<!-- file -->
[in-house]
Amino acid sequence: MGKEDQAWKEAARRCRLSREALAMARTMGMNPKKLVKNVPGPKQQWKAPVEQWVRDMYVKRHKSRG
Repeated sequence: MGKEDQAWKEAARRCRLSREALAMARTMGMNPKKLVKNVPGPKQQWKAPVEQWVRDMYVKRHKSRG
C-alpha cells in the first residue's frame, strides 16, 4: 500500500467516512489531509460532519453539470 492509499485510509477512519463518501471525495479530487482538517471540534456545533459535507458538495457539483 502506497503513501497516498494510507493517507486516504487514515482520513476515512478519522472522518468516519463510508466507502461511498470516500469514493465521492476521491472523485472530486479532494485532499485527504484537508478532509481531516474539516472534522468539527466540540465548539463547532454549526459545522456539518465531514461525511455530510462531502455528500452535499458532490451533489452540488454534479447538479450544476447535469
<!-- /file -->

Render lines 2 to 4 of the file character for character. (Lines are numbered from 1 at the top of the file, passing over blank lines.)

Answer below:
Amino acid sequence: MGKEDQAWKEAARRCRLSREALAMARTMGMNPKKLVKNVPGPKQQWKAPVEQWVRDMYVKRHKSRG
Repeated sequence: MGKEDQAWKEAARRCRLSREALAMARTMGMNPKKLVKNVPGPKQQWKAPVEQWVRDMYVKRHKSRG
C-alpha cells in the first residue's frame, strides 16, 4: 500500500467516512489531509460532519453539470 492509499485510509477512519463518501471525495479530487482538517471540534456545533459535507458538495457539483 502506497503513501497516498494510507493517507486516504487514515482520513476515512478519522472522518468516519463510508466507502461511498470516500469514493465521492476521491472523485472530486479532494485532499485527504484537508478532509481531516474539516472534522468539527466540540465548539463547532454549526459545522456539518465531514461525511455530510462531502455528500452535499458532490451533489452540488454534479447538479450544476447535469